"We were just watching the news, and it seemed like nothing was really happening – or nothing was happening fast enough," James explained. "So we talked about maybe getting some students involved, because they have a lot of energy and not a lot of money. We thought we could use their energy to help with the cleanup."

James said she had never been involved in a project like this, but she knew of several students who had helped out with Habitat for Humanity.

Preliminary work on the project began in November with an informal session on the Penn State campus. Students were invited to learn about the project, and organizers hoped to get an estimate of how many would be interested.

"At the informal session we had expected to have 20 to 30 students show up," James said. "But, to our surprise, we ended up with standing room only at the meeting."

Kathy Kelley, assistant professor of consumer horticulture at Penn State, said the project eventually was organized into an actual "class," but that they had to limit the number of students to 50, and each student had to raise $500 to take care of the course fee.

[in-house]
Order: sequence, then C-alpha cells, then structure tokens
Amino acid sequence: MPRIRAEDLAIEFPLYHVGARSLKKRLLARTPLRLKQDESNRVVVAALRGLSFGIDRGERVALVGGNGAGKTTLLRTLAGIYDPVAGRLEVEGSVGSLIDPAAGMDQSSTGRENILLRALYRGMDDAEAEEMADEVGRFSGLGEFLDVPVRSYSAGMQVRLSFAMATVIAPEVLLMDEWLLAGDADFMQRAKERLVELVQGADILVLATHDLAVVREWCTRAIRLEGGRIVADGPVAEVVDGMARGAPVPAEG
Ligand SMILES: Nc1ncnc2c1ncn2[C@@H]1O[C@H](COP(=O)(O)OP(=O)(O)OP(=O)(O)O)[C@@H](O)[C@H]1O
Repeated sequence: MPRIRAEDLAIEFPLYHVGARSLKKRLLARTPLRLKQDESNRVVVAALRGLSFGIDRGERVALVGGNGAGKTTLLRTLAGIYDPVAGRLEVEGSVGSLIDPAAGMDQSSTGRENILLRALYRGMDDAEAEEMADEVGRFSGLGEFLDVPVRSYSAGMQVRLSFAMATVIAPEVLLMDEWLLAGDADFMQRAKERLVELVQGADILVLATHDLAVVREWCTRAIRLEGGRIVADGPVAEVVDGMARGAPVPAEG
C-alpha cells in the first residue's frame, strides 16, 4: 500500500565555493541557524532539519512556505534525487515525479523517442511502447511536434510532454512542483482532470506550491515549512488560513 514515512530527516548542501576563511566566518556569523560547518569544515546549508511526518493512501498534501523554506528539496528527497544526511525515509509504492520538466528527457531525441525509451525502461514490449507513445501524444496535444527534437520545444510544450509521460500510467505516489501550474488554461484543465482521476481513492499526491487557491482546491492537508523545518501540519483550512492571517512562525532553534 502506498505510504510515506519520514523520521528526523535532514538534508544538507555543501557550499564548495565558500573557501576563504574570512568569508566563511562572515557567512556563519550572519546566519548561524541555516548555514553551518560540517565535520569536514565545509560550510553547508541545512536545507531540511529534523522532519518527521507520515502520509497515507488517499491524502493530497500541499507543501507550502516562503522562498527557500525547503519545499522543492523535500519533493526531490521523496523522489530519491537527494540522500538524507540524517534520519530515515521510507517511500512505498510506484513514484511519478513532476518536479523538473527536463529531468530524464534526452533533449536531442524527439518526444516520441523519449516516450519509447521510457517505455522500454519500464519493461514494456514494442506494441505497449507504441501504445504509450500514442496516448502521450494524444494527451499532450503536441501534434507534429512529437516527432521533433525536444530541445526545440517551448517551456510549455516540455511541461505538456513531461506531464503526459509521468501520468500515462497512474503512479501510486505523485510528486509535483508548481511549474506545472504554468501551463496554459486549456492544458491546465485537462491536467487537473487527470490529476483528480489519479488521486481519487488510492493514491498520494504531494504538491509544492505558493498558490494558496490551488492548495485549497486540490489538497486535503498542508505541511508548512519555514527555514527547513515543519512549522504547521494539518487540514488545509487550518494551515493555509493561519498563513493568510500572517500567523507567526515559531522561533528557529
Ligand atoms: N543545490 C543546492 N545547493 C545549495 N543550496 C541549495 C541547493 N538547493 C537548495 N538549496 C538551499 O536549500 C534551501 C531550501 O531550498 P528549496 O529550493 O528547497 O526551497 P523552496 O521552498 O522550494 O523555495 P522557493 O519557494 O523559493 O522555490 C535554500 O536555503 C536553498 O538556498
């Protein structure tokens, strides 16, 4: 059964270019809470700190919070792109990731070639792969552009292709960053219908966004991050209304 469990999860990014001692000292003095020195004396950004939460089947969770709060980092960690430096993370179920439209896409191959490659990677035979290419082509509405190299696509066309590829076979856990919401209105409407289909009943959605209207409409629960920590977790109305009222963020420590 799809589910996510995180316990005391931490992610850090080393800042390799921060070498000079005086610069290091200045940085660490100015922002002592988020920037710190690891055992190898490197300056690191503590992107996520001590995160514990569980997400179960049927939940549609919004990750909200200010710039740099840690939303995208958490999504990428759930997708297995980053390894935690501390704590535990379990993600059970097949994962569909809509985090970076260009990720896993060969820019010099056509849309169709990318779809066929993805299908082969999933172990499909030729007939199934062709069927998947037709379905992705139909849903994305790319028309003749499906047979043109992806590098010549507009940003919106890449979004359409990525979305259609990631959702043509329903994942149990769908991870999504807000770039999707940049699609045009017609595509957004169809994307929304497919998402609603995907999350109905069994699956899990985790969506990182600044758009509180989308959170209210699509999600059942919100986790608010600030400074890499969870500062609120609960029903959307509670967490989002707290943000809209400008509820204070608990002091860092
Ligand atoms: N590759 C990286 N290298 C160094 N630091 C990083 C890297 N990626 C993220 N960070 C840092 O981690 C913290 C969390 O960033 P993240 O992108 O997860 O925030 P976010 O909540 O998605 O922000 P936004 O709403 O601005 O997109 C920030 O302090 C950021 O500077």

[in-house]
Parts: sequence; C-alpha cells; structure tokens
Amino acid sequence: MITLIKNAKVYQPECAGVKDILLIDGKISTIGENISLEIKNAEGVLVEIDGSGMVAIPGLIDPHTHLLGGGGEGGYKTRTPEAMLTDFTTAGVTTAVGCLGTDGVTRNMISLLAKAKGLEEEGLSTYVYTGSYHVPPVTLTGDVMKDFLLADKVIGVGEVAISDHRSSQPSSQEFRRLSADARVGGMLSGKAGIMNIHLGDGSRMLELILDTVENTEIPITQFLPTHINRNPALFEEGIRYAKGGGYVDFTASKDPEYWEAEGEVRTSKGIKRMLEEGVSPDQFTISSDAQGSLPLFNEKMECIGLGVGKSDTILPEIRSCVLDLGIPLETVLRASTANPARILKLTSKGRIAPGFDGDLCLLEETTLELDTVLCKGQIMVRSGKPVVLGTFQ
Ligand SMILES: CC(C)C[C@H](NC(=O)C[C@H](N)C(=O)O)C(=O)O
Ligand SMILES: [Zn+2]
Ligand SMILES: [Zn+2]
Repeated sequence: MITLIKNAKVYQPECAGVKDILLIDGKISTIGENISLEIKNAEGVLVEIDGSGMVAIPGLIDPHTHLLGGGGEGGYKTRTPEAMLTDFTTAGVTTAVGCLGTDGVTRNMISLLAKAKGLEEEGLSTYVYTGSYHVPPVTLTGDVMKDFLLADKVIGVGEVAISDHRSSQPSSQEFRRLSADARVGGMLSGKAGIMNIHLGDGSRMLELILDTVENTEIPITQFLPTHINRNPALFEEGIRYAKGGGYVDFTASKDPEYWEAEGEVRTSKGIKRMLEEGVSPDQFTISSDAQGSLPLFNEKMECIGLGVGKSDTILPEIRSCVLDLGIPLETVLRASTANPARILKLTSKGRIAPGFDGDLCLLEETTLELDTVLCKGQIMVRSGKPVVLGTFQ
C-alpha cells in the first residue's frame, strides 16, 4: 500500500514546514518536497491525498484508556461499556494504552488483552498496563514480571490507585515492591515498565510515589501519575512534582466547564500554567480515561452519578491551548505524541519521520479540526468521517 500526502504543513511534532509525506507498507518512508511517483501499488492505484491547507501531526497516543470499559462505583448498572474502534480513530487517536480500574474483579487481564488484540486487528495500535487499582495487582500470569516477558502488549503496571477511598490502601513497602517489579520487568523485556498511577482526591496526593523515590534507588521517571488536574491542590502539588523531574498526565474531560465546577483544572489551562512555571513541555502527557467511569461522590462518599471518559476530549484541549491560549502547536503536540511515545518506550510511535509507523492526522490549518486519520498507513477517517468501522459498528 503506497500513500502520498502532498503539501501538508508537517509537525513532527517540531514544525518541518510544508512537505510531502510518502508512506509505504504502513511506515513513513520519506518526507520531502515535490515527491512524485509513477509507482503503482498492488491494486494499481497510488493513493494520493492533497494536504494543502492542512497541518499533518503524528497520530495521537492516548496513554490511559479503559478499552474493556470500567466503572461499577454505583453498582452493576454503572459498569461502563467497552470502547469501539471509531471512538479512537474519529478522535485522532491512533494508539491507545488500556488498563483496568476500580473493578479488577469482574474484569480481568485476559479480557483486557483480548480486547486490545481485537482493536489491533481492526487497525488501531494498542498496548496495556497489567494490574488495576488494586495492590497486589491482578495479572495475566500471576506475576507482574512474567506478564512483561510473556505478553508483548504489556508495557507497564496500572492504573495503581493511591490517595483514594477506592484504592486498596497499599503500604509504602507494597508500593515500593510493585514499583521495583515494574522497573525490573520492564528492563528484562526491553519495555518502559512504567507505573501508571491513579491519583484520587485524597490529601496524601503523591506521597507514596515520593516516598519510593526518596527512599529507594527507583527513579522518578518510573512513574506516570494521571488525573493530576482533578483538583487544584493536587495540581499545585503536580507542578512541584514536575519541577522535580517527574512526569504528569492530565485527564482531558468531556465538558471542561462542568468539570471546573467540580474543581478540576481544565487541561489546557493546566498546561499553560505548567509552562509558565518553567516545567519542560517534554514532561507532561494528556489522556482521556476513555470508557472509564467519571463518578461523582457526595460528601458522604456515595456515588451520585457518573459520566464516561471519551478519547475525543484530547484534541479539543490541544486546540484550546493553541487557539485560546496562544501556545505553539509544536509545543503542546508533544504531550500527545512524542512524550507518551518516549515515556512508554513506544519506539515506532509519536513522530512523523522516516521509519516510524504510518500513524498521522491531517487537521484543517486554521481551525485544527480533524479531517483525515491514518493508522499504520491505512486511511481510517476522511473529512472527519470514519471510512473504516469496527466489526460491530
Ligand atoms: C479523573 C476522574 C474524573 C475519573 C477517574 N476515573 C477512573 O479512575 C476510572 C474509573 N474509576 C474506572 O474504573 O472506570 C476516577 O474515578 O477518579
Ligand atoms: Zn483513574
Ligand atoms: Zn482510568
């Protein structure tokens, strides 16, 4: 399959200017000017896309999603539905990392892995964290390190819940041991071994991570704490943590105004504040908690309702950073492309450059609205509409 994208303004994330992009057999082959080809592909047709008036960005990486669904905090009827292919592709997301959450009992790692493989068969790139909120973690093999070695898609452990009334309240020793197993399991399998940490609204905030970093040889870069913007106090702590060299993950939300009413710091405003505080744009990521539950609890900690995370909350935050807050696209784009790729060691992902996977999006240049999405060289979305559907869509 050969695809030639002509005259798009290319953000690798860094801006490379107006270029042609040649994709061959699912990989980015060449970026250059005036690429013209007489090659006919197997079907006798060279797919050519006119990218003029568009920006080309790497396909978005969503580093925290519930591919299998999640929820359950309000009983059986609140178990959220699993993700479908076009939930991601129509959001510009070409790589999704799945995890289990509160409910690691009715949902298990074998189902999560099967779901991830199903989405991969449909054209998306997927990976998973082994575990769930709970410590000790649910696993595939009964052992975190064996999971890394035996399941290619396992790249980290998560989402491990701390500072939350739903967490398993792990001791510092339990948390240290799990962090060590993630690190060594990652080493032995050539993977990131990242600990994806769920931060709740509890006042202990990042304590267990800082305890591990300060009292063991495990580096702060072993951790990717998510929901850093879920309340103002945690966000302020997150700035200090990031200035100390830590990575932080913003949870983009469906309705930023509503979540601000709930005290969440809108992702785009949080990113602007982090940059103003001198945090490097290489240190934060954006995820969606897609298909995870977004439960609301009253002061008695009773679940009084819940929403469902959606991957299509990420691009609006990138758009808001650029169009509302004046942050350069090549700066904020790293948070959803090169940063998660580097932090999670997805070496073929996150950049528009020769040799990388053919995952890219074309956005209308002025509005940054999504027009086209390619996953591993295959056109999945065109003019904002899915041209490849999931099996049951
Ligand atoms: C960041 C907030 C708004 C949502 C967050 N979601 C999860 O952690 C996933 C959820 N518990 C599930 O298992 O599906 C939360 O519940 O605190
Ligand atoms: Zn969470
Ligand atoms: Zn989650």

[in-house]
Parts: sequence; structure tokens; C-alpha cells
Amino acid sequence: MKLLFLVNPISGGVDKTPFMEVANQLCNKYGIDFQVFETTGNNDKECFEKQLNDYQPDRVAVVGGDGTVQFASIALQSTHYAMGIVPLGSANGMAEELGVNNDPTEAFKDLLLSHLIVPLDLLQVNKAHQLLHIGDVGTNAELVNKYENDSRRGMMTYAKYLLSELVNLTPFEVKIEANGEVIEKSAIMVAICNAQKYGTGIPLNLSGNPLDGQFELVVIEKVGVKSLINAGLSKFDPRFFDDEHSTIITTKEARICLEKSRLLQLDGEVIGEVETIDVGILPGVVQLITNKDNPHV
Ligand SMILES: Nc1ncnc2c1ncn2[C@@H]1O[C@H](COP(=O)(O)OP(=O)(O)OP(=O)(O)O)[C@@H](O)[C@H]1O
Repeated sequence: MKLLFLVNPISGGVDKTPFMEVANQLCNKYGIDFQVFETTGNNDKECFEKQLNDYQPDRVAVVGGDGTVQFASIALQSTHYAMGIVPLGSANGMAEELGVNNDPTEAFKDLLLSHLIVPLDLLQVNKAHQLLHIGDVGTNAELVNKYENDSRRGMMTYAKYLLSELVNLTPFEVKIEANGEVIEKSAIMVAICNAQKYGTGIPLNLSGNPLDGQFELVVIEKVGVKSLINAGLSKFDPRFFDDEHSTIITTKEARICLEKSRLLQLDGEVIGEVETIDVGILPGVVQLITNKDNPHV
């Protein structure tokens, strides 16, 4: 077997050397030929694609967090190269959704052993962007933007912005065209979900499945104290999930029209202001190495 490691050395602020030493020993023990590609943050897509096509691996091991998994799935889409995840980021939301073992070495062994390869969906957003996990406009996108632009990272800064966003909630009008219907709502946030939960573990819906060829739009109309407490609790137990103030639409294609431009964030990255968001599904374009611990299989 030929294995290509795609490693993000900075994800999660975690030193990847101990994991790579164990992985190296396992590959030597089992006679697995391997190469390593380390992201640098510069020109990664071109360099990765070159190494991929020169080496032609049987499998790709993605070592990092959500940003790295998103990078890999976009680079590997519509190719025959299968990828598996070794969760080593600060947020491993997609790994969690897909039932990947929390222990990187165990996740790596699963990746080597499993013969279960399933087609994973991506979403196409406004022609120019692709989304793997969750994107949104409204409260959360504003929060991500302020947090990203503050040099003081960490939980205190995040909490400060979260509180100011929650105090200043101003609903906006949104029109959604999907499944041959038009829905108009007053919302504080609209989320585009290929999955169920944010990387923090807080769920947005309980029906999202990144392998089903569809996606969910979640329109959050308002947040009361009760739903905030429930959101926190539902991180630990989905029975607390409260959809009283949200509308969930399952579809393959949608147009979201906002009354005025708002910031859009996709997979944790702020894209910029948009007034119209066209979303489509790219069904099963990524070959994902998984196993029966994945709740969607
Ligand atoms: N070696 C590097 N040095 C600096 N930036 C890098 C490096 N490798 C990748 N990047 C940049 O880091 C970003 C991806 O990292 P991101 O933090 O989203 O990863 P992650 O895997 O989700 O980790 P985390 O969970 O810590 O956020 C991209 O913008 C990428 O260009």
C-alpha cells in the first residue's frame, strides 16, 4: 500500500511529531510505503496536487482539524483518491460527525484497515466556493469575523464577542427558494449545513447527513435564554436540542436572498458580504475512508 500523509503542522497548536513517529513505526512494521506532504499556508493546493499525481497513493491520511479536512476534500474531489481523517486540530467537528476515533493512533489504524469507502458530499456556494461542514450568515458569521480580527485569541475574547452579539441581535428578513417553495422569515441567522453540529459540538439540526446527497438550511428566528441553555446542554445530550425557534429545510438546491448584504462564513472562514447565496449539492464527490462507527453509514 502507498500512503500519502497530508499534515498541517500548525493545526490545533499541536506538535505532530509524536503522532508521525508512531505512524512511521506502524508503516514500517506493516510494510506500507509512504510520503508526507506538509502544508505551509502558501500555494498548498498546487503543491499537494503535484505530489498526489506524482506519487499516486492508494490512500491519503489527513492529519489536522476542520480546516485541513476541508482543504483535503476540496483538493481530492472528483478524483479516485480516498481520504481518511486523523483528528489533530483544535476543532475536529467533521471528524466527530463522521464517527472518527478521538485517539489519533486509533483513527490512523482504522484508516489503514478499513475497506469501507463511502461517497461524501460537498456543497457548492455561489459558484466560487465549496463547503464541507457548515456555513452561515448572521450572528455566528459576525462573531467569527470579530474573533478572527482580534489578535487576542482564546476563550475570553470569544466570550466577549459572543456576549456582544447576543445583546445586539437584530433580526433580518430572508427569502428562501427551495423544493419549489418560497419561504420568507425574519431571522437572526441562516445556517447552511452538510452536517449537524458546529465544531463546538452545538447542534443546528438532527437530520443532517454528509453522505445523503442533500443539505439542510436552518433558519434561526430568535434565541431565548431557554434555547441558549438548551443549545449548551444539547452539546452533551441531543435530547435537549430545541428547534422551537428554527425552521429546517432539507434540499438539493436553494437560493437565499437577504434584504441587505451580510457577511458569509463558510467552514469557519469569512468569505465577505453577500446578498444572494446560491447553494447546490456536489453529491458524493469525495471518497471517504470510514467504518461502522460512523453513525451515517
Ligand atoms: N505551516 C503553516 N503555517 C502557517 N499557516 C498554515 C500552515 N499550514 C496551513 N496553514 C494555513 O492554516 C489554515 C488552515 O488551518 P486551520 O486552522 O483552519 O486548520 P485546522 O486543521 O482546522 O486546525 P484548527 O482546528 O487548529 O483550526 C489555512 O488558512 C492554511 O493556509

"Many of the students found sponsors, like former employers, to help with the expenses, and we also had a big fundraiser to generate needed funds," Kelley said.

Nathan Niehls, a senior majoring in agriculture business management who participated in the project, said after seeing the damage to New Orleans and the Gulf Coast on the news he was planning to come and help even before the Penn State class was organized.

"I had never been to New Orleans, but I knew it was just a win-win for everyone," Niehls said, adding, "Anything that we can do to help also helps us to grow and to learn."

Schexnayder said a variety of other college students also have helped in the recovery and those numbers are far too great to catalog. The Penn State group was the third that Schexnayder and other LSU AgCenter agents in the region worked with directly. LSU AgCenter faculty members also have worked with other groups, as well, to help them find projects in the area.

The Penn State students spent part of their week working at Guillot’s Nursery in New Orleans and another part at the Pelican Greenhouse and the Botanical Garden at City Park. At Gulliot’s the students did everything from cleaning out buildings that were flooded to rebuilding a greenhouse that was blown over by wind.